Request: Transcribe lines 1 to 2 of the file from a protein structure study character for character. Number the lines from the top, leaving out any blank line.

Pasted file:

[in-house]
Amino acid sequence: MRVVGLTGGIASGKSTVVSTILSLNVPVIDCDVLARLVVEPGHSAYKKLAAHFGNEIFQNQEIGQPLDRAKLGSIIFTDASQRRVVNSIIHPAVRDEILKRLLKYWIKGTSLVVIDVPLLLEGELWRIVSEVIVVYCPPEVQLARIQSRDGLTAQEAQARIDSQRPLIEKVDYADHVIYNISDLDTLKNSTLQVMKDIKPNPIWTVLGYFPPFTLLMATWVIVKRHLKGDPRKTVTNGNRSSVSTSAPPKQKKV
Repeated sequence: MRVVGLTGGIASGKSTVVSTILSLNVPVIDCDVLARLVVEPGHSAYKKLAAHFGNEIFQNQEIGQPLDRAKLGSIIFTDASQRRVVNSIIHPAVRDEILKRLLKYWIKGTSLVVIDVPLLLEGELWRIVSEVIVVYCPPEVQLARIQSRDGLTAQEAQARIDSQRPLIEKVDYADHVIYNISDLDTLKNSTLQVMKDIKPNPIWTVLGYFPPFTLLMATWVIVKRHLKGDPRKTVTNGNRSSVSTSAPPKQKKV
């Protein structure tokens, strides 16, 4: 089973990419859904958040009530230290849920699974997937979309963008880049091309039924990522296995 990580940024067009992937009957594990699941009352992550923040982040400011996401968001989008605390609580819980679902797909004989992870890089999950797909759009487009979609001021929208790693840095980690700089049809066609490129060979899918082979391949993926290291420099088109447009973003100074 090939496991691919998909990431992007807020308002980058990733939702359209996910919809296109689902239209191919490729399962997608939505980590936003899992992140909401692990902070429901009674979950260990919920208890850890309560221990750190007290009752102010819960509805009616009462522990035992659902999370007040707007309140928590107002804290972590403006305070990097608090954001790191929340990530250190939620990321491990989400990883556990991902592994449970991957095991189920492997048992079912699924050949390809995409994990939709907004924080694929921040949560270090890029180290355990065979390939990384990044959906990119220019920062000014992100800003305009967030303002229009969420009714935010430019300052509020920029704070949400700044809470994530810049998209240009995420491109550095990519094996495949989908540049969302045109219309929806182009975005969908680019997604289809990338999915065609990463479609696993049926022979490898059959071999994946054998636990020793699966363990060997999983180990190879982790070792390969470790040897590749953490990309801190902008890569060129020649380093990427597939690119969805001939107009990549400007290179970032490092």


[in-house]
Amino acid sequence: MRVVGLTGGIASGKSTVVSTILSLNVPVIDCDVLARLVVEPGHSAYKKLAAHFGNEIFQNQEIGQPLDRAKLGSIIFTDASQRRVVNSIIHPAVRDEILKRLLKYWIKGTSLVVIDVPLLLEGELWRIVSEVIVVYCPPEVQLARIQSRDGLTAQEAQARIDSQRPLIEKVDYADHVIYNISDLDTLKNSTLQVMKDIKPNPIWTVLGYFPPFTLLMATWVIVKRHLKGDPRKTVTNGNRSSVSTSAPPKQKKV